• Act from an independent standpoint as an advocate, promoter, facilitator, or communicator of Veterans Services provided by government, central and local authorities, stakeholders, charities and others;
  • Report and make representations from an independent standpoint on strategy and the delivery of the above to Ministers and others.
  • Act as bodies to enable and foster consultation by the Secretary of State, the MOD, Veterans UK and the Armed Forces Covenant Team on issues affecting those entitled to payments under the War Pension/Armed Forces Compensation Schemes.  
  • Support Veterans UK by providing an independent quality assurance overview related to the service delivery of the Welfare Service at a local level. Develop relations with Vets UK Regional Welfare Managers to gain an awareness of Veterans’ welfare concerns at a regional level and advise as to how best to maximise effective welfare support.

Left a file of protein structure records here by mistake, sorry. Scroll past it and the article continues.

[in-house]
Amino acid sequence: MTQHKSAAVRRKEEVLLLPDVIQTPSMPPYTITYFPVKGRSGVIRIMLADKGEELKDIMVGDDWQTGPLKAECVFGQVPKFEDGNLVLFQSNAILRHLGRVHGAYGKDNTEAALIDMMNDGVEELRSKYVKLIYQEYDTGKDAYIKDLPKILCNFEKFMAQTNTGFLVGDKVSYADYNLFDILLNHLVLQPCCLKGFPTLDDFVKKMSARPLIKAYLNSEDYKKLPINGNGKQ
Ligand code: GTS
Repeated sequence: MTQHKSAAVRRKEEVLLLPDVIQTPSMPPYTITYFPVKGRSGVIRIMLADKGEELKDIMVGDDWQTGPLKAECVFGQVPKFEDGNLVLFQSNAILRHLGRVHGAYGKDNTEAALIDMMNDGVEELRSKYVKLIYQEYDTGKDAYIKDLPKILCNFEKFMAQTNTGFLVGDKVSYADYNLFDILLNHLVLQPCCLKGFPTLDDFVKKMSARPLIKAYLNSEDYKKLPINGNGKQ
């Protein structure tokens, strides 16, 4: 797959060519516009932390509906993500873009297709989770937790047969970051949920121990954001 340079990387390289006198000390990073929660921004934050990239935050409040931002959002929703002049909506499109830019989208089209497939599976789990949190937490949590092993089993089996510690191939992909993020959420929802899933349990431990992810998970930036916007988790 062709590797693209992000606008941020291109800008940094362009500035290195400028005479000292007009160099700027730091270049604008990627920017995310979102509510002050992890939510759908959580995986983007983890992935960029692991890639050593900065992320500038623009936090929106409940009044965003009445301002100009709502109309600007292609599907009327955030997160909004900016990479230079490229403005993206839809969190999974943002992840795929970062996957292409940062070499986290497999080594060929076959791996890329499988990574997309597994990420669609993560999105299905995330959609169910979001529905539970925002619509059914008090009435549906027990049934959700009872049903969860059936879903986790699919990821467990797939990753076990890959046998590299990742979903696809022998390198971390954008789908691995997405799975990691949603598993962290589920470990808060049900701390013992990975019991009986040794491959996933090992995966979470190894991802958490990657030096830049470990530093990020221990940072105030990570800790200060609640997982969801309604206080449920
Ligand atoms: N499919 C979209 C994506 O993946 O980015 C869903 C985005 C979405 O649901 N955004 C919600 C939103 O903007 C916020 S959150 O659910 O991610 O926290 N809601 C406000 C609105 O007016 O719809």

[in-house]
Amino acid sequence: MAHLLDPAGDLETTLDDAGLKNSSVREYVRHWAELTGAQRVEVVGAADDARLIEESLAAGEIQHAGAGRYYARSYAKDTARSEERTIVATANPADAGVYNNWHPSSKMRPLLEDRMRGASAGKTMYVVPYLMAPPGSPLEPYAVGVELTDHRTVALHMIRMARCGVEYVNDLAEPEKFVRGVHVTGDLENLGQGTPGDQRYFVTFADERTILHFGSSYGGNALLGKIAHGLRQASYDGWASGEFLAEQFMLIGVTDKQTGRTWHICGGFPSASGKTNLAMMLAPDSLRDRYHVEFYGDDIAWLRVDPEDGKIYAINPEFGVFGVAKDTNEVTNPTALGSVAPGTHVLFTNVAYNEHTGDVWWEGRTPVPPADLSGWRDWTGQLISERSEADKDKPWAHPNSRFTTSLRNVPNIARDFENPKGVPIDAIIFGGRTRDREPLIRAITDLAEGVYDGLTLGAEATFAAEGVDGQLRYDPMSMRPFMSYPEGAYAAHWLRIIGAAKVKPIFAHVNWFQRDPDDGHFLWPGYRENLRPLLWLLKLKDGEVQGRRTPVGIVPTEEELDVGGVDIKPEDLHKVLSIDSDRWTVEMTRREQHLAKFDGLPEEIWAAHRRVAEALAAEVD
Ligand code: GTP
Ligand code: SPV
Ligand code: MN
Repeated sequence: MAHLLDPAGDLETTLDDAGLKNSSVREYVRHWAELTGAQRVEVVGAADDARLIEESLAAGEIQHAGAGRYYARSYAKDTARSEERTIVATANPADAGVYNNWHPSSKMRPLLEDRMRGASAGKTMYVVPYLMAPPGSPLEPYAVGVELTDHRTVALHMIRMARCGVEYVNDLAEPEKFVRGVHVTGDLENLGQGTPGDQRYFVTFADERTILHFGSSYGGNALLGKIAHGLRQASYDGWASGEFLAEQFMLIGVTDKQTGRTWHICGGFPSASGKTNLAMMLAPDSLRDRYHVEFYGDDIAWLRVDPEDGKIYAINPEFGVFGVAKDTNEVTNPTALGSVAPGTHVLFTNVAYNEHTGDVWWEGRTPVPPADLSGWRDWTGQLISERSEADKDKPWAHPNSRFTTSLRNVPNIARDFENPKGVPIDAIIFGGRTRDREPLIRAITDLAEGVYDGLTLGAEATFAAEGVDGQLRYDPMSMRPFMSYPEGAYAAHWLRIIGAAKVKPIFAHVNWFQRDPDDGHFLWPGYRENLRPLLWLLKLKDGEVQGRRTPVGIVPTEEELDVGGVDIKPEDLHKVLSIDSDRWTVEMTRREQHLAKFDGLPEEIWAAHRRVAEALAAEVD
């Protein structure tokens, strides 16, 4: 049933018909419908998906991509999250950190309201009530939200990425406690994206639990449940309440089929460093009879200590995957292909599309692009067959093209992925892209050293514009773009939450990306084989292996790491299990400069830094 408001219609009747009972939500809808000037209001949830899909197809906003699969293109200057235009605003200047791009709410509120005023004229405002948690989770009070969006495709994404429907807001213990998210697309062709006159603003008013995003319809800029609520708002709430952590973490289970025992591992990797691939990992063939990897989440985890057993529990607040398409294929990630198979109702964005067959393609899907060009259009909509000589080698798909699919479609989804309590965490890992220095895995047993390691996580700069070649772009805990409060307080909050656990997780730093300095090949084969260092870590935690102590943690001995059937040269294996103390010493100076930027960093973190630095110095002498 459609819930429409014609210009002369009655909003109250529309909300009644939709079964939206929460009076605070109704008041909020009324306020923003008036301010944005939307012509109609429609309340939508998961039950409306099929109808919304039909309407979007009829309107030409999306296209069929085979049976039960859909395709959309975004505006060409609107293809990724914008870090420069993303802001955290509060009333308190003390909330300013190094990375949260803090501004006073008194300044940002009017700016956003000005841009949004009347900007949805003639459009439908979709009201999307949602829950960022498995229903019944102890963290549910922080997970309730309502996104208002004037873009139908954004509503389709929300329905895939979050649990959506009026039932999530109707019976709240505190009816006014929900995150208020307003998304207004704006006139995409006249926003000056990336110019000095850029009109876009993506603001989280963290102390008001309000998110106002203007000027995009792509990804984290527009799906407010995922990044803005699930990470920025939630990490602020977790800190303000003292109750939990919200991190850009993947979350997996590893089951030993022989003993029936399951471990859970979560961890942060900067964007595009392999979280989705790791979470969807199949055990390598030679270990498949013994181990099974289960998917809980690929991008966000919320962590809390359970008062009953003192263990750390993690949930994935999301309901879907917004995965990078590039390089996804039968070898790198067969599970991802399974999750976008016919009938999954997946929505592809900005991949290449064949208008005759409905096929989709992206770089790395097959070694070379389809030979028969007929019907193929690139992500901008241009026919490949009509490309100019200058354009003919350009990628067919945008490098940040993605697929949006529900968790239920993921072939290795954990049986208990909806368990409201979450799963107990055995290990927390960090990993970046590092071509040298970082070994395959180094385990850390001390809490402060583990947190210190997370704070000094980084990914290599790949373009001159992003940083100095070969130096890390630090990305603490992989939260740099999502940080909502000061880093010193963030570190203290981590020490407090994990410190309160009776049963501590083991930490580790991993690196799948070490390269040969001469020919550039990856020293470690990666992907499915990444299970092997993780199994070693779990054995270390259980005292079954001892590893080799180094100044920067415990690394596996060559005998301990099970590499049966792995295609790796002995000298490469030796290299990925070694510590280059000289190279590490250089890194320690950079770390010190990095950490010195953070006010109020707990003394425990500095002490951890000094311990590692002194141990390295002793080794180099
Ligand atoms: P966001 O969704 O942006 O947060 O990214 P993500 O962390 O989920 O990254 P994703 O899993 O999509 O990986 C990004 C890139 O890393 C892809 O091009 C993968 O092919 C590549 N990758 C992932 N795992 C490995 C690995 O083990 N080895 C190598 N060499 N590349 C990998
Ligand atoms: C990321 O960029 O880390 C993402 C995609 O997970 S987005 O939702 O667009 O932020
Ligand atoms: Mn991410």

The VAPC Chairperson and members play a central role in their region in promoting the interests and welfare of the Armed Forces community, including its Veterans cohort, and their families. The committees and informal regional groups meet formally a minimum of 2 times per year and members are expected to be involved in a wide-ranging agenda of issues relating to the functions set out above.  This will require a blend of sub-group, informal regional group and ad hoc meetings to be managed alongside the formal set piece meetings.
Suitable candidates for the Chair role may come from a wide range of backgrounds and, whilst knowledge of service life would be useful, it is not essential. What is most important is that applicants should have a real commitment to supporting Veterans and their Families.  
A chair is expected to:
  • Convene and chair at least two meetings a year of the members of their VAPC and its informal regional group.
  • Convene such further meetings as those members conclude are necessary for the proper performance of their functions.